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On being warm

The low temperature here last night was 11.3 degrees F. To those who live in northern latitudes, this may not be a big deal. But, here in the South, it is a very big deal. It’s also dangerously cold for any warm-blooded creature.

Ken Ilgunas’ recent post on how he stays warm while living in his van got me thinking about how important it is to stay warm and how our houses, in cold weather, are not just about comfort. Without shelter and warm clothing, you die.

Back in the late 1960s and early 1970s, when I worked on the phone desk of the Winston-Salem Journal typing up the obituaries phoned in from the funeral homes, you always knew if there was a severe cold spell that the number of obituaries could easily double. Mostly this was old people. My elderly mother will be 88 next week. When she visits, she complains of being cold if the temperature is not above 70 degrees. With the thermostat at 71 degrees, she will sit bundled up in front of the fireplace.

And yet it is amazing how brave and resourceful human beings have been in dealing with brutal cold. My Celtic ancestors migrated north into the British Isles at the end of the Ice Age, almost 15,000 years ago. Soon they were as far north as the Faroe Islands and Iceland. I don’t think such a feat would have been possible without young warm-bodied adventurers like Ken. They must have been extremely good at managing fire and building shelter.

In the northern latitudes, cold and hard times seem to go together. Cold is an important theme of the literature of these northern latitudes. In Charlotte Brontë’s Jane Eyre, the word “cold” appears more than a hundred times. Sometimes she is describing the cold and hunger of the miserable students at Lowood School. Sometimes she is talking about the coldness of which the human heart is capable. Hugo, Dickens: Most of the writers of 19th Century northern Europe have a great deal to say about cold. In the history of human misery, hunger is the constant companion of cold.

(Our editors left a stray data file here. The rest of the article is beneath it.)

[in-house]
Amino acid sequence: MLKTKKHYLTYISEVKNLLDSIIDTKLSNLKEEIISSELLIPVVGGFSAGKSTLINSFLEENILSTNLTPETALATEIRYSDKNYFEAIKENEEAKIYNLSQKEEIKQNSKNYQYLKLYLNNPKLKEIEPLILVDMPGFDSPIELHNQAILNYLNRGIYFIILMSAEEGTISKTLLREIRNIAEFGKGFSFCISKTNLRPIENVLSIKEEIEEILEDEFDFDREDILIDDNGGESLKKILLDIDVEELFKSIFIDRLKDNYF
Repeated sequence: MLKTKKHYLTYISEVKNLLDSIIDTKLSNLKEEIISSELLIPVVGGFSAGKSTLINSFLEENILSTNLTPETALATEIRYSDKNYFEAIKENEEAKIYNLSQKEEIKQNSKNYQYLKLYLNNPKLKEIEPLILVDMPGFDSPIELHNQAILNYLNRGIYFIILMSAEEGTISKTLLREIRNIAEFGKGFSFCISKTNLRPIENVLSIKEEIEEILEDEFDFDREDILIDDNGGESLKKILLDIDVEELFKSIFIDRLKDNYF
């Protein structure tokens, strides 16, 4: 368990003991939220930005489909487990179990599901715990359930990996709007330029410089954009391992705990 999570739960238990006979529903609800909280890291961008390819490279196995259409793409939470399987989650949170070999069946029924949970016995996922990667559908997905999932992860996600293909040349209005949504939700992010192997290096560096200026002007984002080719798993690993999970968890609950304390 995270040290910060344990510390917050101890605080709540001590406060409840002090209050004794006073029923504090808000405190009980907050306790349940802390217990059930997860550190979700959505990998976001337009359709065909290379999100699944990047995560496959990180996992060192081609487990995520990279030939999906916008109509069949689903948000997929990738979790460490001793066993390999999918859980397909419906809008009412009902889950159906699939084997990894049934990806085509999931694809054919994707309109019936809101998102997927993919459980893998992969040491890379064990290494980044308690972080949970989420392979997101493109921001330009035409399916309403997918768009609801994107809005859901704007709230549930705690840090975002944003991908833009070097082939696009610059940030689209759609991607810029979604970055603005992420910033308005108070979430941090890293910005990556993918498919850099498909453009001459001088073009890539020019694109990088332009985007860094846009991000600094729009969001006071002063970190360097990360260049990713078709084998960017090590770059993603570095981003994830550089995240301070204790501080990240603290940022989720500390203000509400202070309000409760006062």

When it’s cold here, my chickens huddle together inside their chicken house. Sometimes, walking past a big cedar tree at dusk on a cold evening, I’ve startled a dozen or more doves out of the tree. They were huddled too, no doubt, inside the cedar tree. I’ve read that squirrels, high up in their leafy treehouses, huddle together so closely that sometimes their tails become tangled together. My cat, Lily, with the thermostat lowered at night to a balmy 59 degrees, creeps under the covers with me, snuggles her head between the pillow and my shoulder, wraps her paws around my upper arm, and purrs before she falls asleep.

I have paid my dues in cold houses. Back in my days as a young hippy, I lived in several houses with no central heating. I’ve seen water glasses freeze on the hearth, and I’ve dealt with frozen pipes and wet firewood. I’ve gone to bed in unheated houses on snowy evenings, between flannel sheets and under a heavy down comforter. No more of that! Only young adults generate enough body heat to manage such austerity.

To all us poor, fragile animals, whether feathered or furred, old or young, warmth is a wonderful thing. Particularly to children and to old people, cold is dangerous.

According to the Department of Agriculture, 15 percent (and growing) of Americans don’t have enough money for food. Those who can’t afford enough food also can’t afford enough winter fuel. It is disturbing to think about how much more frightening the prospect of foreclosure must be in cold weather.

Where are the Charles Dickenses and Charlotte Brontës of our era? I strongly suspect that, in the wasteland of our media — which glorify the rich, the beautiful and the powerful and stigmatize the poor — there are stories we are not hearing.

One Comment

  1. Quetal wrote:

    I hear ya on this article

    Wednesday, December 15, 2010 at 3:14 pm | Permalink

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